Peak Date: 7/15/95

Tupac's 1991 debut 2Pacalypse Now hosted the emotional track "Brenda's Got A Baby." Reaching No. 6 on the Hot Rap Songs chart with its B-side "If My Homie Calls" in 1995, the rapper painted an unpretty picture of a 12-year-old girl impregnated by her cousin and the harsh realities of being raised in a corrupt home in the ghetto.

Tupac Shakur
Tupac Shakur

6. "Smile"
Scarface Feat. 2Pac and Johnny P
Peak Position: 4
Peak Date: 7/12/97

Scarface chose a collaboration with Tupac for the lead single off his fourth album The Untouchable similar to Keyshia Cole with "Playa Cardz Right." Scarface's decision earned him his highest charting single to date. In less than a month from its debut on June 21, 1997, "Smile," featuring the later rapper and Johnny P, peaked at No. 4 on the Hot Rap Songs chart.

5. "Thugz Mansion"
Peak Position: 4
Peak Date: 2/1/03

Released as a posthumous single, "Thugz Mansion" -- which arrived in two versions: one with Nas and J. Phoenix, the other with Anthony Hamilton -- floated to No. 4 on the Hot Rap Songs chart in 2003. The emotional track found Tupac describing heaven from a gangster's perspective.

4. "Keep Ya Head Up"
Peak Position: 2
Peak Date: 12/4/93

The leader of the "Thug Life" movement always shared a message through his songs with the hope to strengthen someone's spirit and his own. "And when he tells you you ain't nothin' don't believe him/ And if he can't learn to love you you should leave him/ Cause sista you don't need him," Pac raps on the motivational track. "Keep Ya Head Up," off Pac's second studio album, Strigtly 4 My N.I.-.-.A.Z., marked Pac's peaked at No. 2 on the Hot Rap Songs chart.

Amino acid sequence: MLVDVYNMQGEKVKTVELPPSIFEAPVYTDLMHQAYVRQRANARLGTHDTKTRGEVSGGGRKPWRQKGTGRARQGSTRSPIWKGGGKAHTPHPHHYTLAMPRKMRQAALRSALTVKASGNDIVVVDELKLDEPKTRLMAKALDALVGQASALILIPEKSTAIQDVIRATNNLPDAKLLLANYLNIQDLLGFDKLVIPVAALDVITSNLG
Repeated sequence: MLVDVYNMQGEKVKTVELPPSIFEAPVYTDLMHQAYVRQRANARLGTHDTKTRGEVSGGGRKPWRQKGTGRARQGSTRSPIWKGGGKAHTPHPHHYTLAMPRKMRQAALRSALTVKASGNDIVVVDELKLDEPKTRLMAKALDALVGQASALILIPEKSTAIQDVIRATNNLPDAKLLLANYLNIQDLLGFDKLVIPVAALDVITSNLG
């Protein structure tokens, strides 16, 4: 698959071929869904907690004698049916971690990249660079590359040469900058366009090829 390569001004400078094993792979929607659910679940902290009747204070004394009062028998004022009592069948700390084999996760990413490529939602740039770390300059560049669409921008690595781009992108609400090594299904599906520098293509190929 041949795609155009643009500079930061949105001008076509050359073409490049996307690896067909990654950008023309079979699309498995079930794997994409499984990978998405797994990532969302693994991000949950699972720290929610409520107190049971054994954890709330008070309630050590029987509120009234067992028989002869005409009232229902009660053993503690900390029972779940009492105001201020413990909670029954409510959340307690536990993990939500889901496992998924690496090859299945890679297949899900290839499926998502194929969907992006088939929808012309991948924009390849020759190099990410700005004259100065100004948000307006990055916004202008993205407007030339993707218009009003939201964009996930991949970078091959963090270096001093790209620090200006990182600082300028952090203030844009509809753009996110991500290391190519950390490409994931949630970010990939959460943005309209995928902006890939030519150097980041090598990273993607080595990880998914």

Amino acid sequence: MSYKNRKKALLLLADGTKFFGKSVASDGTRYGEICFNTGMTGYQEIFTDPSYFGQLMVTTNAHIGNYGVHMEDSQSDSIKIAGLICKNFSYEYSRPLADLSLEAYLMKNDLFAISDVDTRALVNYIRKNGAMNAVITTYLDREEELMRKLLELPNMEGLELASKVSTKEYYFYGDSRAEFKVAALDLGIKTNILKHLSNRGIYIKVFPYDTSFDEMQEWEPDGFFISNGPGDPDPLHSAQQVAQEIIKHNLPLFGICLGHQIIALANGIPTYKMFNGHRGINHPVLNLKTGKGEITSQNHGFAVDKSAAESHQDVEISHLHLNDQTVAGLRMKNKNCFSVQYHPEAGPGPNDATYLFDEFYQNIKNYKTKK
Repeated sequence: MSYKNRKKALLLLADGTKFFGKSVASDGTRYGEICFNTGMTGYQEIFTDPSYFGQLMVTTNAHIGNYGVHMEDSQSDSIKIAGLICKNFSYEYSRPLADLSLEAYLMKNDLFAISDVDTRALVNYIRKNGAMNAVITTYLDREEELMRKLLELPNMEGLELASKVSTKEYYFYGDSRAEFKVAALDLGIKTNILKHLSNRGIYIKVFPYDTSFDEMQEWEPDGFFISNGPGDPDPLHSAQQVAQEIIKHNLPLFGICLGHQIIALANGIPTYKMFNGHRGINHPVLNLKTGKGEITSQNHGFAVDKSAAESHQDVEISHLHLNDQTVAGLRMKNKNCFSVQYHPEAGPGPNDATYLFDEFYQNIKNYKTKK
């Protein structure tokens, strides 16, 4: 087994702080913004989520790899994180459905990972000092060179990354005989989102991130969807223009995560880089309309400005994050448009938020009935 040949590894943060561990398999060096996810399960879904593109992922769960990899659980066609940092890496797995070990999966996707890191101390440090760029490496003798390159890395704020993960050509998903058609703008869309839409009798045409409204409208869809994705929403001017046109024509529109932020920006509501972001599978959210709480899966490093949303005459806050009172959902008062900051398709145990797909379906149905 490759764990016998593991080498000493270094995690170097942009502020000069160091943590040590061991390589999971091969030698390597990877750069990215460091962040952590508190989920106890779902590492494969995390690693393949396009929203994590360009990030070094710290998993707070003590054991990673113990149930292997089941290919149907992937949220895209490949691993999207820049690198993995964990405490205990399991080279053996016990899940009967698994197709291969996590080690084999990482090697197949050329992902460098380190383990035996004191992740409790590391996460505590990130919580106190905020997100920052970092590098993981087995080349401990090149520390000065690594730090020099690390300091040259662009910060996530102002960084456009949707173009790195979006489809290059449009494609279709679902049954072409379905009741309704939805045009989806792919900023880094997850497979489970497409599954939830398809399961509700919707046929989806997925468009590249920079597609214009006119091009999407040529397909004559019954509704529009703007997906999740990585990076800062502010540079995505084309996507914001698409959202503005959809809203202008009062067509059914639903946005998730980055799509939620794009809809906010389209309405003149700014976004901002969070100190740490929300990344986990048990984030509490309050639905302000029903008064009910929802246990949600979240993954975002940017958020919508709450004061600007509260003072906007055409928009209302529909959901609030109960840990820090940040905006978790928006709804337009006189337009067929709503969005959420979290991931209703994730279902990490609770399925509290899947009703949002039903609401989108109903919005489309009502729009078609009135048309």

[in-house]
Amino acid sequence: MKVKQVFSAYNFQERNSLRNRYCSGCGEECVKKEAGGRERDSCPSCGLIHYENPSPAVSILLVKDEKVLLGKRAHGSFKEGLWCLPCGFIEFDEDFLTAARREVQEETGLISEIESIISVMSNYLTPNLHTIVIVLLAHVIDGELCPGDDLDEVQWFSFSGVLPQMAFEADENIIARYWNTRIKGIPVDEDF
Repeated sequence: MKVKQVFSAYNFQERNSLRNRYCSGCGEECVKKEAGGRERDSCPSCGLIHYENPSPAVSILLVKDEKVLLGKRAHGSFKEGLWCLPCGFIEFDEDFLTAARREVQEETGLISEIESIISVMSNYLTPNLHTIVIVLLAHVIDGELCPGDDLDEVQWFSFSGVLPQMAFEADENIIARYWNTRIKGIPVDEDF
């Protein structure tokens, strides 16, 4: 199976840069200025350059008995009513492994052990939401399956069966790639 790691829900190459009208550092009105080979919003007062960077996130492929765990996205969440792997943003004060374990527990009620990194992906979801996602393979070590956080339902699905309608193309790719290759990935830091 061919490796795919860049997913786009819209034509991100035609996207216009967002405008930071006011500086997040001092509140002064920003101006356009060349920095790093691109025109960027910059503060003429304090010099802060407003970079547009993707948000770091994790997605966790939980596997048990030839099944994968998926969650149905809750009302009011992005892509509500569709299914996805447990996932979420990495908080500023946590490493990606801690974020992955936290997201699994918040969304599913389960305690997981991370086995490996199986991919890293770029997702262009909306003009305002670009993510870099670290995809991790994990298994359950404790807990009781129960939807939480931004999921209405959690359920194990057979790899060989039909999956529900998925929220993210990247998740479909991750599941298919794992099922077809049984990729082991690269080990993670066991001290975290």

3. "Dear Mama/Old School"
Peak Position: 1 (five weeks)
Peak Date: 3/11/95

Tupac had made references to "Dear Mama" in previous works till one day, the song's producer, Tony Pizarro, suggested 'Pac make it into its own song. Once Pizarro pulled up "In My Wildest Dream" by The Crusader's Joe Sample, Tupac quickly penned an ode to his mother, Afeni Shakur. "Dear Mama" and its B-side "Old School" topped the list in 1995.

2. "How Do U Want It"
2Pac feat. K-Ci & JoJo
Peak Position: 1 (eight weeks)
Peak Date: 6/22/96

Two months before his passing, Tupac experienced his first No. 1 hit on R&B/Hip-Hop Songs and Hot 100 Songs. "How Do U Want It," featuring R&B duo K-Ci and JoJo also rocked the Hot Rap Songs chart -- with its B-side "California Love" -- at No. 1 for eight weeks.

1. "California Love"
2pac feat. Dr. Dre

“California Love” is 2pac's comeback single after his release from prison in 1995 as well his first single for Deathrow Records, and it was a huge success.

The song is one of 2Pac's most widely known and most successful singles, reaching number one on the Billboard Hot 100 for two weeks (as a double A-side single with "How Do U Want It") and also topping the charts of Italy, New Zealand, and Sweden. The song was nominated for a posthumous Grammy Award for Best Rap Performance by a Duo or Group (with Dr. Dre and Roger Troutman) in 1997.